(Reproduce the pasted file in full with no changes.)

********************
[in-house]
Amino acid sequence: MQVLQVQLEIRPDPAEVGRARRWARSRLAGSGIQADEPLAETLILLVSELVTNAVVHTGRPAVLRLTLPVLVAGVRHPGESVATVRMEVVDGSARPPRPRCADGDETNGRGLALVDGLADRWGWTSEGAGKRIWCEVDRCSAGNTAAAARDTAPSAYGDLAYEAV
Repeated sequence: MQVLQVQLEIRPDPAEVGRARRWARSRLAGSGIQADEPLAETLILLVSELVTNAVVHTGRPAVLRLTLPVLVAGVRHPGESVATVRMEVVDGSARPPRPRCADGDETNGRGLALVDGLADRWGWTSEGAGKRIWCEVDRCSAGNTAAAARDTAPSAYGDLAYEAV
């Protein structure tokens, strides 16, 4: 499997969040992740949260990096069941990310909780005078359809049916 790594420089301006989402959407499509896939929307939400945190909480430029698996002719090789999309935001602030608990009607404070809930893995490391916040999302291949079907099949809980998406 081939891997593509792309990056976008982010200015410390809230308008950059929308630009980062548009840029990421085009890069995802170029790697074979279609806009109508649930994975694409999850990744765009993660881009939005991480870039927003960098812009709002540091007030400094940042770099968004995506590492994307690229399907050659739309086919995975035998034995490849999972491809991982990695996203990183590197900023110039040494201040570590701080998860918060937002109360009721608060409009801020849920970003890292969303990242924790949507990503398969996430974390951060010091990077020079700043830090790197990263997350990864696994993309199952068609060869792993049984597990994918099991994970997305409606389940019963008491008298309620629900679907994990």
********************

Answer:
[in-house]
Amino acid sequence: MQVLQVQLEIRPDPAEVGRARRWARSRLAGSGIQADEPLAETLILLVSELVTNAVVHTGRPAVLRLTLPVLVAGVRHPGESVATVRMEVVDGSARPPRPRCADGDETNGRGLALVDGLADRWGWTSEGAGKRIWCEVDRCSAGNTAAAARDTAPSAYGDLAYEAV
Repeated sequence: MQVLQVQLEIRPDPAEVGRARRWARSRLAGSGIQADEPLAETLILLVSELVTNAVVHTGRPAVLRLTLPVLVAGVRHPGESVATVRMEVVDGSARPPRPRCADGDETNGRGLALVDGLADRWGWTSEGAGKRIWCEVDRCSAGNTAAAARDTAPSAYGDLAYEAV
């Protein structure tokens, strides 16, 4: 499997969040992740949260990096069941990310909780005078359809049916 790594420089301006989402959407499509896939929307939400945190909480430029698996002719090789999309935001602030608990009607404070809930893995490391916040999302291949079907099949809980998406 081939891997593509792309990056976008982010200015410390809230308008950059929308630009980062548009840029990421085009890069995802170029790697074979279609806009109508649930994975694409999850990744765009993660881009939005991480870039927003960098812009709002540091007030400094940042770099968004995506590492994307690229399907050659739309086919995975035998034995490849999972491809991982990695996203990183590197900023110039040494201040570590701080998860918060937002109360009721608060409009801020849920970003890292969303990242924790949507990503398969996430974390951060010091990077020079700043830090790197990263997350990864696994993309199952068609060869792993049984597990994918099991994970997305409606389940019963008491008298309620629900679907994990």